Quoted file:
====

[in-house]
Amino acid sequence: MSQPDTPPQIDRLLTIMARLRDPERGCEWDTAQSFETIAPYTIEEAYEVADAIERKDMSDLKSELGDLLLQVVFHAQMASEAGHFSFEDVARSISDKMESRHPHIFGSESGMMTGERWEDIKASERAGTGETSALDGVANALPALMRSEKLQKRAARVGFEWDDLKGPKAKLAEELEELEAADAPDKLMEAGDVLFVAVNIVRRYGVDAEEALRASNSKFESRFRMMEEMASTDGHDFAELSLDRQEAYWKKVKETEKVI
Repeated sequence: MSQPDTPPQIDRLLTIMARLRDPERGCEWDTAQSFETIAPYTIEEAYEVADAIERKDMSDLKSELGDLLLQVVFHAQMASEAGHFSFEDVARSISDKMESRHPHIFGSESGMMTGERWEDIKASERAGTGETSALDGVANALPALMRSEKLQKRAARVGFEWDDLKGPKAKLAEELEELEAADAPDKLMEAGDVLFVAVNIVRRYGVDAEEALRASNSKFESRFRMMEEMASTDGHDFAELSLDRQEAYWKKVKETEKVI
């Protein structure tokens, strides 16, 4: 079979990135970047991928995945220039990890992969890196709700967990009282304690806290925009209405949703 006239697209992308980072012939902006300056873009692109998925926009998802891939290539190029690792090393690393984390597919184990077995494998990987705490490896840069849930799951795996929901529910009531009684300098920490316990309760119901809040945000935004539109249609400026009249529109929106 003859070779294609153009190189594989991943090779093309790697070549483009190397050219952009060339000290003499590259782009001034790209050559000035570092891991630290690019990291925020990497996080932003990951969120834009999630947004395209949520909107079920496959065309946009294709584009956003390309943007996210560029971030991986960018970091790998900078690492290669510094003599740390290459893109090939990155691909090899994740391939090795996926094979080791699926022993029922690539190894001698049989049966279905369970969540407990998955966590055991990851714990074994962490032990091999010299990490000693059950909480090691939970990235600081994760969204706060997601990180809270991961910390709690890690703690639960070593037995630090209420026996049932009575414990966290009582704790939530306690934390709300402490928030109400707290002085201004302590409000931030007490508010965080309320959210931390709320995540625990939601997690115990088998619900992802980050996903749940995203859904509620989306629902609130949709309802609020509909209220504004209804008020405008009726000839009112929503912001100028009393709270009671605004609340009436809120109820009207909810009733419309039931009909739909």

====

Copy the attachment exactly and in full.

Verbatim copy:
[in-house]
Amino acid sequence: MSQPDTPPQIDRLLTIMARLRDPERGCEWDTAQSFETIAPYTIEEAYEVADAIERKDMSDLKSELGDLLLQVVFHAQMASEAGHFSFEDVARSISDKMESRHPHIFGSESGMMTGERWEDIKASERAGTGETSALDGVANALPALMRSEKLQKRAARVGFEWDDLKGPKAKLAEELEELEAADAPDKLMEAGDVLFVAVNIVRRYGVDAEEALRASNSKFESRFRMMEEMASTDGHDFAELSLDRQEAYWKKVKETEKVI
Repeated sequence: MSQPDTPPQIDRLLTIMARLRDPERGCEWDTAQSFETIAPYTIEEAYEVADAIERKDMSDLKSELGDLLLQVVFHAQMASEAGHFSFEDVARSISDKMESRHPHIFGSESGMMTGERWEDIKASERAGTGETSALDGVANALPALMRSEKLQKRAARVGFEWDDLKGPKAKLAEELEELEAADAPDKLMEAGDVLFVAVNIVRRYGVDAEEALRASNSKFESRFRMMEEMASTDGHDFAELSLDRQEAYWKKVKETEKVI
């Protein structure tokens, strides 16, 4: 079979990135970047991928995945220039990890992969890196709700967990009282304690806290925009209405949703 006239697209992308980072012939902006300056873009692109998925926009998802891939290539190029690792090393690393984390597919184990077995494998990987705490490896840069849930799951795996929901529910009531009684300098920490316990309760119901809040945000935004539109249609400026009249529109929106 003859070779294609153009190189594989991943090779093309790697070549483009190397050219952009060339000290003499590259782009001034790209050559000035570092891991630290690019990291925020990497996080932003990951969120834009999630947004395209949520909107079920496959065309946009294709584009956003390309943007996210560029971030991986960018970091790998900078690492290669510094003599740390290459893109090939990155691909090899994740391939090795996926094979080791699926022993029922690539190894001698049989049966279905369970969540407990998955966590055991990851714990074994962490032990091999010299990490000693059950909480090691939970990235600081994760969204706060997601990180809270991961910390709690890690703690639960070593037995630090209420026996049932009575414990966290009582704790939530306690934390709300402490928030109400707290002085201004302590409000931030007490508010965080309320959210931390709320995540625990939601997690115990088998619900992802980050996903749940995203859904509620989306629902609130949709309802609020509909209220504004209804008020405008009726000839009112929503912001100028009393709270009671605004609340009436809120109820009207909810009733419309039931009909739909």